SCHS students favor original movies over remakes


Rebecca LaBarge

“Cinderella” (2016) remake was disliked by one student for lacking a consistent storyline.

Entering the movie theater on a Friday night, the lights begin to dim as a student settles in their seat, signaling the start of the movie. A few hours later, disappointment lurks at the poor movie remake.

Recently, more remakes have been arriving at the big screens, leading to controversial opinions throughout many communities. SCHS students reflect on their general opinions on remakes and what makes them a hit or a setback for the film industry. 

Freshman Sofia Watkins finds that remakes do not follow the same balance as original movies may. 

“With remakes, they have better special effects but they end up cutting some stuff out,” Watkins said. “If there’s an iconic scene they don’t cover it right. They do put in a good effort and do a good job, but it’s not the original. “

Similarly, junior Marisa Malto sees a lot of remakes to be cash grabs, especially for movies that are perfect when left alone.

“It’s kinda how books get lost in translation,” Malto said. “When you remake a movie – when it’s perfectly fine as it is – it doesn’t need a remake.”

Malto shares that a favorite series of hers, “Death Note,” received a less-favored remake. According to Malto, the remake had changed character traits and added a new love triangle, while also taking away from the intense aspect of the original.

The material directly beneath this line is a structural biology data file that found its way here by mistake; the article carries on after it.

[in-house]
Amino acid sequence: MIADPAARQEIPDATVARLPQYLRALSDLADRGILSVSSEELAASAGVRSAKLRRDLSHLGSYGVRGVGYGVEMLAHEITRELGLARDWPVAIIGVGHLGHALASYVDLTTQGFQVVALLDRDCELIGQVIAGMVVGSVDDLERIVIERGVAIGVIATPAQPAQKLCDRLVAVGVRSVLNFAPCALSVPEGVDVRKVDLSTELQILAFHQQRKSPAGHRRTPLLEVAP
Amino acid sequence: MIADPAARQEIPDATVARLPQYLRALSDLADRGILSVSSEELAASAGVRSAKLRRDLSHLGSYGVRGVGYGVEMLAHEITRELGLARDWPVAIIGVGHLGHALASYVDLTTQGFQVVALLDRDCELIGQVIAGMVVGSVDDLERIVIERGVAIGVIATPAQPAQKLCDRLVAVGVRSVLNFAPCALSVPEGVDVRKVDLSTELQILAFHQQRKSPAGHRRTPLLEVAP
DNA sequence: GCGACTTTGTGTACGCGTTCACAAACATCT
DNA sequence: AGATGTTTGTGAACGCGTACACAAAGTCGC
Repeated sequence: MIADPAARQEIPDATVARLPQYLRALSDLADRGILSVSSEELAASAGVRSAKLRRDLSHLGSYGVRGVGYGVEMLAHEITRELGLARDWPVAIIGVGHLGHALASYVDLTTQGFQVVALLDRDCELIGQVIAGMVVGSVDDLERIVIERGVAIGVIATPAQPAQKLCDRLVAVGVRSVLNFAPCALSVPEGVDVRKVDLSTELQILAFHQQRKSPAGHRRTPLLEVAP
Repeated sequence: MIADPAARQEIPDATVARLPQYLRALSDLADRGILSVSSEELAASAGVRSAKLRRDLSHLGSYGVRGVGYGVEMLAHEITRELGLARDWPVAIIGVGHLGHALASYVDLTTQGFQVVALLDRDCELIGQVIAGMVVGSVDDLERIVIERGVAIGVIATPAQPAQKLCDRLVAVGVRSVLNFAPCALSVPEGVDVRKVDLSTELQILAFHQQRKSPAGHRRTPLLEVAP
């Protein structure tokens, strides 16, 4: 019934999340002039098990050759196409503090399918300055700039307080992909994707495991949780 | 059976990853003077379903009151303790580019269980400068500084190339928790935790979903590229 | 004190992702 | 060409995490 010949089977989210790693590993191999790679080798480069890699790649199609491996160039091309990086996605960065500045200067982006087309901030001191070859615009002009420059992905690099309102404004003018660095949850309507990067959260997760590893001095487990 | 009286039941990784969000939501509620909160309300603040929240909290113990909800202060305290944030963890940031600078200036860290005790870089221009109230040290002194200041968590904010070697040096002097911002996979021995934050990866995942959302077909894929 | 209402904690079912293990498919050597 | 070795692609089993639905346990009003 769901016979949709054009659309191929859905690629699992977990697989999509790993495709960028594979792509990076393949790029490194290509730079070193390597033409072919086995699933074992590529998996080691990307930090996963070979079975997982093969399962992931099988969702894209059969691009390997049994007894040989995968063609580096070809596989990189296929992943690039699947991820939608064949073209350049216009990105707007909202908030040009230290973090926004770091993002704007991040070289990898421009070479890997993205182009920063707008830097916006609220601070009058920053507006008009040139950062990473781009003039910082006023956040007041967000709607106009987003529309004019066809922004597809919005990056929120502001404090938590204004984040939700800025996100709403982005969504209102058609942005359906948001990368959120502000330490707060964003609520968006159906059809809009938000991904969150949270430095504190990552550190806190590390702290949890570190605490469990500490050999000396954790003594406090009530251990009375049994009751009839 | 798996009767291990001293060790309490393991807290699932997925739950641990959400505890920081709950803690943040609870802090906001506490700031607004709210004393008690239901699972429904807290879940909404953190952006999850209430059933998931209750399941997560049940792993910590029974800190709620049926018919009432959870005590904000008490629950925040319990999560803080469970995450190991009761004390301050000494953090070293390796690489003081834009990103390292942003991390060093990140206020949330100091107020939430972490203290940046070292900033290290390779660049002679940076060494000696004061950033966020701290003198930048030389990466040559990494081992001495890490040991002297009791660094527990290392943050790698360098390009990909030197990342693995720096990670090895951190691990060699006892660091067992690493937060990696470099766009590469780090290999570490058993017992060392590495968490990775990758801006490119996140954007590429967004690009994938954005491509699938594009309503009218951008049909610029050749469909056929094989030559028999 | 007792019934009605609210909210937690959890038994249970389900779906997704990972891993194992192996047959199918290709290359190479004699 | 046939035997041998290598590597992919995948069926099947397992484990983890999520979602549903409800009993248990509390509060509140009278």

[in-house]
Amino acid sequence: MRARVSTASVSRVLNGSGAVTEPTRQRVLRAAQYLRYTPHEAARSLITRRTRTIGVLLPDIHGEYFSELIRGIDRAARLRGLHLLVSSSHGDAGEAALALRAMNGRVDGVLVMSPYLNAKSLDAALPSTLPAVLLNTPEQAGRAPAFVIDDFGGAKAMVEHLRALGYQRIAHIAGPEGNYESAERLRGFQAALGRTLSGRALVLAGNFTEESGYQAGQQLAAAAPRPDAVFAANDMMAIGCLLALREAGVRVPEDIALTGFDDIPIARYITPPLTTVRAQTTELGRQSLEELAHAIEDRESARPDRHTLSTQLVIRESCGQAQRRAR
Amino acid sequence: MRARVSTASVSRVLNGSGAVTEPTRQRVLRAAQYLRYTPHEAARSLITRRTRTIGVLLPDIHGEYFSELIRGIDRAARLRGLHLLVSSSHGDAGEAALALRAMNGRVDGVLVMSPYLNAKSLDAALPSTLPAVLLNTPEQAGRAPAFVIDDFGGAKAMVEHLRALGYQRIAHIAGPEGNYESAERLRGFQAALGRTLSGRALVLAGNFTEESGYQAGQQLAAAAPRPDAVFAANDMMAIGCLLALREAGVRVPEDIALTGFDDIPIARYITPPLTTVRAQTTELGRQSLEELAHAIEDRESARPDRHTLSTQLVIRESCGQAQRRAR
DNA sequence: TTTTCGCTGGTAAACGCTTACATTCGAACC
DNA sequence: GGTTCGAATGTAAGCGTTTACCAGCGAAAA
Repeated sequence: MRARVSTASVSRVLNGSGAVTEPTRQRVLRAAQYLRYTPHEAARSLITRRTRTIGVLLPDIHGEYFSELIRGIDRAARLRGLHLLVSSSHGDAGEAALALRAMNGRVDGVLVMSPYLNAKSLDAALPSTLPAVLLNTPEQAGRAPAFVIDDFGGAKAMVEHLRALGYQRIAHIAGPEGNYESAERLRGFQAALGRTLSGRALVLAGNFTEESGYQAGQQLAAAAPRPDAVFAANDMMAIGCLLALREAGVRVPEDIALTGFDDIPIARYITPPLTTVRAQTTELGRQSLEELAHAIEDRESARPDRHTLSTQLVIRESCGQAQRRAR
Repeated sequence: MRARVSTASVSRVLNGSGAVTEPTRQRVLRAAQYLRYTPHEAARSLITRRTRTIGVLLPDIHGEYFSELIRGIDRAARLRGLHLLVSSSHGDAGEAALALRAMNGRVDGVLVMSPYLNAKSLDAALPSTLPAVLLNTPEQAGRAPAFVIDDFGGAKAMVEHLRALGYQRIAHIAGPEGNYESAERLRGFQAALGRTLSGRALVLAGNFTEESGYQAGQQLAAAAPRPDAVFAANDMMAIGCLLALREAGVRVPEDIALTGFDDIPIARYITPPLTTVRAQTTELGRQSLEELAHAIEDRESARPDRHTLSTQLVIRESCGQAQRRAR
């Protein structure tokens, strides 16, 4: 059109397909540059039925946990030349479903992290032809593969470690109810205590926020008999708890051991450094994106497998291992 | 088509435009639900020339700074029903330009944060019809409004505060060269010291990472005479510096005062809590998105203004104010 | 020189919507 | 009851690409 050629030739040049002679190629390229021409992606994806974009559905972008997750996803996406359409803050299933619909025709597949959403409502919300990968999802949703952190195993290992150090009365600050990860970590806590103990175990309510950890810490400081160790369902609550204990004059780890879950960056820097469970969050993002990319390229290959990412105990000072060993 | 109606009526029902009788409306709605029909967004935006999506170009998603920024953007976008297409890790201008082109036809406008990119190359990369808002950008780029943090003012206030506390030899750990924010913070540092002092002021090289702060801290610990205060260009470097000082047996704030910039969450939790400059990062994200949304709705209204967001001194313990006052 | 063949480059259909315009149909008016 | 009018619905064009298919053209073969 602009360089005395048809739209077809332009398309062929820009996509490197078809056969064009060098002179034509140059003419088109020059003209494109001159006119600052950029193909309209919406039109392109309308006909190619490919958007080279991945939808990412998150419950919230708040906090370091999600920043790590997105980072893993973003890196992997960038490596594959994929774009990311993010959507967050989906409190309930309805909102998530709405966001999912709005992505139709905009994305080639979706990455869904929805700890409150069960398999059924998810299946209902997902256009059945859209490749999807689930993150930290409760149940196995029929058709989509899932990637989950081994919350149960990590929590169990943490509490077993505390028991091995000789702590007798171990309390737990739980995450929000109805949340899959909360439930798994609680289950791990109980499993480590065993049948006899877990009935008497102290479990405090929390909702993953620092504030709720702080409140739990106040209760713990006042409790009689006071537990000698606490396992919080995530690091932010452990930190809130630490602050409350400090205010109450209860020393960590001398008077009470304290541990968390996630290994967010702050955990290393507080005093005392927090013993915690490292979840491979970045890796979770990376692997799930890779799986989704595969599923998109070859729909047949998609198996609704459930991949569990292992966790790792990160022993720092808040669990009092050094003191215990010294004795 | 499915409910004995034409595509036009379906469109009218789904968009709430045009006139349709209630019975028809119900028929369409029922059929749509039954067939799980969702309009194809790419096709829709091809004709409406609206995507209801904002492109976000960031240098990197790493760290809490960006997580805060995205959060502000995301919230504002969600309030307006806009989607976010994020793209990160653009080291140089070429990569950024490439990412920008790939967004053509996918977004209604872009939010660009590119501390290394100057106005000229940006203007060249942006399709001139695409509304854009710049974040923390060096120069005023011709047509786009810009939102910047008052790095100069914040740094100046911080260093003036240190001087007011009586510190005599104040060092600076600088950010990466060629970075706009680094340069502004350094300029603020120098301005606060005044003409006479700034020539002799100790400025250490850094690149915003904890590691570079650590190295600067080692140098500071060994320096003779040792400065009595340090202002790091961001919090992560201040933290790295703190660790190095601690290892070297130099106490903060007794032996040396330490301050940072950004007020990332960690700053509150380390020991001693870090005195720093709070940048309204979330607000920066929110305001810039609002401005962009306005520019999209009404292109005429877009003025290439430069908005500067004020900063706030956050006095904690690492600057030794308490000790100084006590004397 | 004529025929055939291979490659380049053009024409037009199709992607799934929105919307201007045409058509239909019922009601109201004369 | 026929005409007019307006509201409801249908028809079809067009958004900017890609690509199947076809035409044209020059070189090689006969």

“‘Death Note’ is a Japanese series, and they made the protagonist a white person,” Malto said. “I missed the original characters and the thought process.”

Watkins finds that the consistent storyline also defines the success of a remake. 

“If I didn’t like the content of the original movie and they put a spin on it, I think it sometimes might (be a good change),” Watkins said. 

Watkins believes the “Percy Jackson and the Olympions” movie to be a perfect example of a movie that needs a remake. She thinks the movie could be remarkable if they remade the plot by using the storyline from the book. 

“I hope they do a better job and maybe confer with Rick Riordan on how to put together the story,” Watkins said. 

While some remakes may need a plot change, students prefer other movies to adhere consistently to the original. Malto was displeased with the “Cinderella” (2016) remake because it lacked a consistent storyline. 

“One of the things they said was that they were reimagining everything,” Malto said. “It ended up just being a cash grab.”

Malto did enjoy the “West Side Story” (2021) remake because she thoroughly enjoyed the music implemented into the scenes.

“Musicals are nice things to remake,” Malto said. “(The music) is like 50-50. It really depends, but sometimes it gets better, or sometimes the original is better.”

Though Malto did not find the “Mulan” (2020) remake interesting, she was happy to see diversity and inclusion in the Hollywood industry. 

“It was nice seeing an Asian protagonist and getting that representation in Hollywood,” Malto said. 

While some remakes ended up successful, Watkins believes that it is not worth the time to remake every movie. 

“I don’t see why you would remake ‘Charlie Brown Christmas,’ or the ‘Bee Movie,’” Watkins said. “Even ‘Ice Age’ because there is no need.”

While a good remake is hard to come by, students find that remakes can turn out great if they are made with a strong thought process and creative mindset. 

“If you are actually using your creativity in a way that reimagines what the story is, I’d think that remakes are actually really fun,” Malto said.